If we’re going to embrace elder abuse as a social justice issue, we should start by taking an honest look at our field’s track record. Although our research consistently shows that communities of color are disproportionately affected by elder abuse, it’s an issue that’s rarely discussed. We know that African Americans and Hispanics are more likely than whites to experience financial abuse, and that elderly African-American and Hispanic women are more likely to experience intimate partner violence. Social and economic factors that heighten risk are also more prevalent in communities of color, includng poverty, which may contribute to or be mistaken for neglect and self neglect. In 2003, 8.8% of elderly whites lived in poverty, compared to 23.7% of elderly African-Americans and 19.5% of elderly Hispanics, and older women are much more likely to be poor than men (12.5% compared to 7.3%). Nearly 41% of elderly Hispanic women who lived alone were poor. Heightened demands on African-American and Indian caregivers, exacerbated by multigenerational caregiving, lack of resources, urban migration and other factors, also contribute to risk. Clearly, reducing poverty and offering adequate support to underserved groups can lower the risk of elder abuse and neglect.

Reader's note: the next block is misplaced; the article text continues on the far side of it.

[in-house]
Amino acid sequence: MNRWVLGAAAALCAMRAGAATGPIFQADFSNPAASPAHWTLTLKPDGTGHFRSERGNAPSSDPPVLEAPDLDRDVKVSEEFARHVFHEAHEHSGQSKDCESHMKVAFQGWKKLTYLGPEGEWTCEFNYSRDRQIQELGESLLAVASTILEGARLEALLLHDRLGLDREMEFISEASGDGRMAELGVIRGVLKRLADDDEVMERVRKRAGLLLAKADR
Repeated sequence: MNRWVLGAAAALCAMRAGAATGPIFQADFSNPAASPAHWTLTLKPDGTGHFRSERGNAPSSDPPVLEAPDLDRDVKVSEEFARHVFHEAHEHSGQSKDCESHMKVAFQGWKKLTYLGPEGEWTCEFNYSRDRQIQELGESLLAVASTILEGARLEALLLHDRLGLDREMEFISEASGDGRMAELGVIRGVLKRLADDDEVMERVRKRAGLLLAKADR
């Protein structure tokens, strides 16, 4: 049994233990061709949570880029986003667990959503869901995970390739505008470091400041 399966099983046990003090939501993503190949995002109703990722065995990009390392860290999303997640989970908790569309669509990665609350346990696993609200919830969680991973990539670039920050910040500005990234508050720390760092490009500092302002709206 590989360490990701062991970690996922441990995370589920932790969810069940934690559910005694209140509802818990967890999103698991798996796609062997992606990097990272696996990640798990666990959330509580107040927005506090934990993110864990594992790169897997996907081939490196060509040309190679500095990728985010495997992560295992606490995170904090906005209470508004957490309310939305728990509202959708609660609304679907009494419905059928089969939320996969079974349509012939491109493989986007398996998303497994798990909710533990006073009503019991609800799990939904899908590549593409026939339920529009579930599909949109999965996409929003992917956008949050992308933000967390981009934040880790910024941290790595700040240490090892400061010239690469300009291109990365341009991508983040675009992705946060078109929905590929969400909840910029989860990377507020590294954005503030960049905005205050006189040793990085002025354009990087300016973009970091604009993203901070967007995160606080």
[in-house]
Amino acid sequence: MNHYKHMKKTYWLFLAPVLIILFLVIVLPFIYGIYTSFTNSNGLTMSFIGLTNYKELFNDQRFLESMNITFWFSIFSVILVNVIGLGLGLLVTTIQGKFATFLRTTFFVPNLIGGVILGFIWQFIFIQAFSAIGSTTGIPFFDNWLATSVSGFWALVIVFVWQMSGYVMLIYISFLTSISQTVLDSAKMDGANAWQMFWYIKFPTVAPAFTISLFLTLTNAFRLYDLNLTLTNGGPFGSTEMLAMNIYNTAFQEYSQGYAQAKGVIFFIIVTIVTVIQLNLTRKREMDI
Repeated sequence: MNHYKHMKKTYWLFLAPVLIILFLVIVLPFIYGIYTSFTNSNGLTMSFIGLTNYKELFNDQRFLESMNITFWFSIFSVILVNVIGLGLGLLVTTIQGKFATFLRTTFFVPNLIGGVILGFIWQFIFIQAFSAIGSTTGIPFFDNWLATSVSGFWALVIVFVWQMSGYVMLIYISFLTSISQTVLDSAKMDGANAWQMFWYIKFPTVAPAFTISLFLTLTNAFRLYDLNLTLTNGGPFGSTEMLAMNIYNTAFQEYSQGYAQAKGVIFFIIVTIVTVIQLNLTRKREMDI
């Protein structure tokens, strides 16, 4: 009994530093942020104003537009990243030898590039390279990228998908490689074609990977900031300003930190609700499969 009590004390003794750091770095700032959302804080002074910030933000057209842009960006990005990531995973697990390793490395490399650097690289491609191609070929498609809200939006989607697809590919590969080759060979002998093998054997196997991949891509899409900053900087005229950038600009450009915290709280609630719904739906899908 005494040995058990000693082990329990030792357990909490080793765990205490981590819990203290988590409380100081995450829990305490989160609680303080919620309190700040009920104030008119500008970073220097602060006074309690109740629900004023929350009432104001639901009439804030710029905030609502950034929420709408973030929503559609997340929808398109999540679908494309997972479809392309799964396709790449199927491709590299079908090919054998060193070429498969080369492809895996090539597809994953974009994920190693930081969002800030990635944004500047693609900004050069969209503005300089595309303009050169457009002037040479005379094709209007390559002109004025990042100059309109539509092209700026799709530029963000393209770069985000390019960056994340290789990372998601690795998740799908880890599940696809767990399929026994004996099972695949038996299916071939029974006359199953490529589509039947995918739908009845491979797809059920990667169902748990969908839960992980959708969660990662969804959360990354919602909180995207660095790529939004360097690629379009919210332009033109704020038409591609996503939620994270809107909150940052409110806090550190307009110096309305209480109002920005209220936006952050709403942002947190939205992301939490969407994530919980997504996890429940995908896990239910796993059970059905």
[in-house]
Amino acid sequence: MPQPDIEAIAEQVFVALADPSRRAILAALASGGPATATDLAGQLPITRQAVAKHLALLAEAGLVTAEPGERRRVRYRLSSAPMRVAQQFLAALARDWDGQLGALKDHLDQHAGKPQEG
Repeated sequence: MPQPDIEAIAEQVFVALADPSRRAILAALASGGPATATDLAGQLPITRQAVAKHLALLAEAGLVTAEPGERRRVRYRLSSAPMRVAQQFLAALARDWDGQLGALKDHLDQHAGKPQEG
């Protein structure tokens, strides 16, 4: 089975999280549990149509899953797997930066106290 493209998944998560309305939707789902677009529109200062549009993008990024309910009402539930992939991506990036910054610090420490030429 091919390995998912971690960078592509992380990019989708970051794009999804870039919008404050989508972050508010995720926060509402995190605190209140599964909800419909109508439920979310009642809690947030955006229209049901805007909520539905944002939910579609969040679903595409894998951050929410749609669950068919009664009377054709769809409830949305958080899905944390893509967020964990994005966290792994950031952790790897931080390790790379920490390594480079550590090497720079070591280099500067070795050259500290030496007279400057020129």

The truth is that in this country at least, we’ve shied away from addressing elder abuse as a social justice issue. Late-life domestic violence programs have downplayed the fact that the domestic violence movement was driven by the women’s movement, which attributed domestic violence to discrimination and women’s subordinate status in society. In calling for an improved criminal justice system response, we’ve failed to acknowledge the historical injustices that make many minority elders wary of the system.

Destpite its title, the Elder Justice Act has little to say about justice. In sharp contrast, the World Assembly on Aging, in a 2002 report, cast the mistreatment of older persons within the broader landscape of “poverty, structural inequalities and human rights violations,” and further acknowledged that women were disproportionately affected.

If we’re going to frame elder abuse as a social justice issue, let’s be consistent and demand social justice and equal protection for all elders. Simply calling for parity with other age groups and more flattering media portrayals just isn't enough.

Monday, May 15, 2006

Walmart Benefits from Restitution Reform